June 15, 2018

Credit: David Goldman / AP Photo

When a call comes in to a child welfare hotline, how should the call-taker react? Is the complaint significant enough to merit an investigation? Should caseworkers be sent to the child’s home? Or is the call frivolous? And would the stress of an investigation do more harm than good?

These are tough questions and ones that counties and states throughout the country are trying their best to answer. One of them, Allegheny County, which surrounds Pittsburgh, has turned to an algorithm for help.

Three Takeaways: 

  • If you’re a lay person, it might seem like the government should respond to every call to child welfare services. But it’s not that simple. After all, the call could be nothing, and an investigation can be stressful and frightening to a family. It’s a complicated choice. 
  • Allegheny County’s algorithm uses data to predict future involvement with child protective services. It’s able to take in all the data the county has on the child and family, and builds its recommendation based on the relationship between that data, and how children in similar situations have fared in the past.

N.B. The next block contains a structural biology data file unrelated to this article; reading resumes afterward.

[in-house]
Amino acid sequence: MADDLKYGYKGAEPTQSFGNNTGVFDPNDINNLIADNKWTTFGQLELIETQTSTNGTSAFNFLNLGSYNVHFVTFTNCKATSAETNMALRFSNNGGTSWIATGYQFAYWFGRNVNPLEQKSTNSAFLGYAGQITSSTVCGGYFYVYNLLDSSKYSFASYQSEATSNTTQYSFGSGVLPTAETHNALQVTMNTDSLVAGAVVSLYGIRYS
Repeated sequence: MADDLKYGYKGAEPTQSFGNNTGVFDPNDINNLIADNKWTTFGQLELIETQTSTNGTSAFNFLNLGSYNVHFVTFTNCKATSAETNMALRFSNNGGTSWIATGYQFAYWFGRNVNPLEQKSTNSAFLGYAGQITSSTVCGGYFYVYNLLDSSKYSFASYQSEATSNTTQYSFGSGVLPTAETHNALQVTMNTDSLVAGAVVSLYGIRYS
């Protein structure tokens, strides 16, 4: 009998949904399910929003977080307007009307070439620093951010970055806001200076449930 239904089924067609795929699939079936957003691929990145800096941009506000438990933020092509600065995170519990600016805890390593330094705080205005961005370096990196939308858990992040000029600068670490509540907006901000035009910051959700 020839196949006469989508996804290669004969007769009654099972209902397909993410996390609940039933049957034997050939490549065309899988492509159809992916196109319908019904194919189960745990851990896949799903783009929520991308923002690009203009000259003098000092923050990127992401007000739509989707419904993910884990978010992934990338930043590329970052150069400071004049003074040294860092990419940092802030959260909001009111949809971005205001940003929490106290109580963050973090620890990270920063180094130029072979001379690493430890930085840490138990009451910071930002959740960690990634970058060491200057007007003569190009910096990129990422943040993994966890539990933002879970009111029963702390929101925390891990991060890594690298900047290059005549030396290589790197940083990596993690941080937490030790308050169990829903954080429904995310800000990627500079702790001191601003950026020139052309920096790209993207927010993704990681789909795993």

• The algorithm has had some success, but it’s also controversial. Social scientist Virginia Eubanks says that parents are worried the algorithm might see harm where no harm actually exists.

More Reading: 

algorithms, childhood, Sci and Tech, Rhema Vaithianathan, Emily Putnam-Hornstein, Virginia Eubanks

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